The skill it takes to pull off that stylistic inversion is not to be compared, even if the knee jerk reaction is to draw a parallel with the White Stripes. Read more

Commerce Performs “In Your Bones”

Listen to this track by four-piece Tennesseans who have been dubbed Commerce – Matthew Little on vocals/guitar/keyboards, Ethan Henley on bass, Tim Rufenacht on guitars, and drummer Josh Shores.  It’s one of the offerings, and my favourite, off of their recently released 6-track EP What Happens Now.  The EP is a harbinger for a forthcoming 14-track record coming out in the fall of 2010 called Things I Say Versus Things I Mean.

This band formed in 2008, after a series of personnel shifts.  They immediately commenced writing and recording together. And with this song, you get the sense that a number of disparate sources are being pulled in to create something unique.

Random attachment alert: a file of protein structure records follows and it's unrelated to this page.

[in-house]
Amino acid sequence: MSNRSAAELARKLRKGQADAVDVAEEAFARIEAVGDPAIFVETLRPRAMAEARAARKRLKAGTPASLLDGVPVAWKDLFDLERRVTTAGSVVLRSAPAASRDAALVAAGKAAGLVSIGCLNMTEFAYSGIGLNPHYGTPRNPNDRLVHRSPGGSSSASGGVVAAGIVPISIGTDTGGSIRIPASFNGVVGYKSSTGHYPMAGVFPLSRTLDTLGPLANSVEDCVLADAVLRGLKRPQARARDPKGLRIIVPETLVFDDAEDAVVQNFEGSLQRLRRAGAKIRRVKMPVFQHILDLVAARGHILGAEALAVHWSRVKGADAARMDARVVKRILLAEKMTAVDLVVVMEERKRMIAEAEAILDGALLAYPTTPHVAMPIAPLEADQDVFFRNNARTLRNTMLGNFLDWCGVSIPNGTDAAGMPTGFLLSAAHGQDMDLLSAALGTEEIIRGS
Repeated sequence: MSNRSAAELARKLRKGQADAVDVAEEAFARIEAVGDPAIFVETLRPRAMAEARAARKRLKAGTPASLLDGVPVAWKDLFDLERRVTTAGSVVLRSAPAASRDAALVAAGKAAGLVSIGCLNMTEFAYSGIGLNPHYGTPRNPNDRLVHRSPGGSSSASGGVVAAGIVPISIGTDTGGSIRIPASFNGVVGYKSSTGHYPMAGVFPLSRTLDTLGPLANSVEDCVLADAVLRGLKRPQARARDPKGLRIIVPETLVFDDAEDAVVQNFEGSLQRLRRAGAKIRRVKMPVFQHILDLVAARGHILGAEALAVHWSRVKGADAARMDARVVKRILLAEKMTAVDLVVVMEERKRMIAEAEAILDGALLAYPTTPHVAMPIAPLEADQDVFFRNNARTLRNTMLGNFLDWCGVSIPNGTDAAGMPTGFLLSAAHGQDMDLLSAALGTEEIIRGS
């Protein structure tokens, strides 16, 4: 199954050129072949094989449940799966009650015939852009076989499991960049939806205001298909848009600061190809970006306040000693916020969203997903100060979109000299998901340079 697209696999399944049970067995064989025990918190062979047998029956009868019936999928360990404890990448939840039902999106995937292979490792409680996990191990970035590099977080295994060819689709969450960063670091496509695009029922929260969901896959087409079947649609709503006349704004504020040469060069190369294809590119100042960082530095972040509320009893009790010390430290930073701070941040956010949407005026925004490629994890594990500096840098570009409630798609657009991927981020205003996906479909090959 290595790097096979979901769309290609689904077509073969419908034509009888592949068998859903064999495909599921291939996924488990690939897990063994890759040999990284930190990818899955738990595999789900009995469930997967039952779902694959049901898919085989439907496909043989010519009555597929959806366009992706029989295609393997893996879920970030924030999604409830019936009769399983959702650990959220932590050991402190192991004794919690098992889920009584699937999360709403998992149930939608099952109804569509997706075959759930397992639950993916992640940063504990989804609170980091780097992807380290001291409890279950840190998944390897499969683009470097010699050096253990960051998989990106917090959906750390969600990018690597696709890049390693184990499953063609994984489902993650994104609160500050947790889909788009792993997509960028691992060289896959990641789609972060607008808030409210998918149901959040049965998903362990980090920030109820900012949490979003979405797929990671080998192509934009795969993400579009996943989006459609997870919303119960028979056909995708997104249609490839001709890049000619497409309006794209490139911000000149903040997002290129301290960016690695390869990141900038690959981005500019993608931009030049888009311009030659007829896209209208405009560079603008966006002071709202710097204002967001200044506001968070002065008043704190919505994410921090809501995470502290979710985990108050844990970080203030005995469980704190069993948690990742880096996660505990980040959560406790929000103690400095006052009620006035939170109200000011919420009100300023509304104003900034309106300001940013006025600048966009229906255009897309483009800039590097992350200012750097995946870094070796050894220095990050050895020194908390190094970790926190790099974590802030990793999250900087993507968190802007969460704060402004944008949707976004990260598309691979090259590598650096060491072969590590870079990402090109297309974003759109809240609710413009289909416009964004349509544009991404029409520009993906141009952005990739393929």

When first exposed, my reference points were latter day post-punk inheritors such as Modest Mouse with a bit of Grandaddy, too.  On this track, this is largely due to the moody lushness of the arrangement, and the call and response vocal, which peppers the song with echoey and vaguely menacing background interjections, all undertaken by singer/guitarist/keyboardist Little, and in contrast to his deadpan lead.

The band cite influences all over the stylistic map, perhaps exposing t the diversity of music scenes current in the American South as a whole, a region from which these guys hail, specifically Johnson City TN. Yet with Spoon out of Austin TX, REM out of Georgia, and the Flaming Lips out of Oklahoma City, among other examples,  the American South has been proven to be more than just a heartland for the roots of modern rock music over the years. As evidenced by the music from this band, it remains to be a hotbed of intricate, emotionally engaged rock music that pushes towards the future rather than just in reference to the past.

For more information about the band and more music from them, check out the Commerce band MySpace page.